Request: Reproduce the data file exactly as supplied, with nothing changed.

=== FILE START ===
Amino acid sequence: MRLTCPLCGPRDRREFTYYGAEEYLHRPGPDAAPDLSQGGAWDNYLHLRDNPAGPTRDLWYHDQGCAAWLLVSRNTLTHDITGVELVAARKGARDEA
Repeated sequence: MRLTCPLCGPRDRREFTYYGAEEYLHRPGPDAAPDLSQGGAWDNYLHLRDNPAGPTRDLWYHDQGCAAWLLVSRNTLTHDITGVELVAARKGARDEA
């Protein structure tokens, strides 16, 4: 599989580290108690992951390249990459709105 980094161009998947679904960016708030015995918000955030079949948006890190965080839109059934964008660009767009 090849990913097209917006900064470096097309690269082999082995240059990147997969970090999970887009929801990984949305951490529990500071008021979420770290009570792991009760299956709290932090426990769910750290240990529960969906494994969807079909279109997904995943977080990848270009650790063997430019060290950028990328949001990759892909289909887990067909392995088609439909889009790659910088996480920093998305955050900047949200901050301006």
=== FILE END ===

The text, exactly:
Amino acid sequence: MRLTCPLCGPRDRREFTYYGAEEYLHRPGPDAAPDLSQGGAWDNYLHLRDNPAGPTRDLWYHDQGCAAWLLVSRNTLTHDITGVELVAARKGARDEA
Repeated sequence: MRLTCPLCGPRDRREFTYYGAEEYLHRPGPDAAPDLSQGGAWDNYLHLRDNPAGPTRDLWYHDQGCAAWLLVSRNTLTHDITGVELVAARKGARDEA
């Protein structure tokens, strides 16, 4: 599989580290108690992951390249990459709105 980094161009998947679904960016708030015995918000955030079949948006890190965080839109059934964008660009767009 090849990913097209917006900064470096097309690269082999082995240059990147997969970090999970887009929801990984949305951490529990500071008021979420770290009570792991009760299956709290932090426990769910750290240990529960969906494994969807079909279109997904995943977080990848270009650790063997430019060290950028990328949001990759892909289909887990067909392995088609439909889009790659910088996480920093998305955050900047949200901050301006």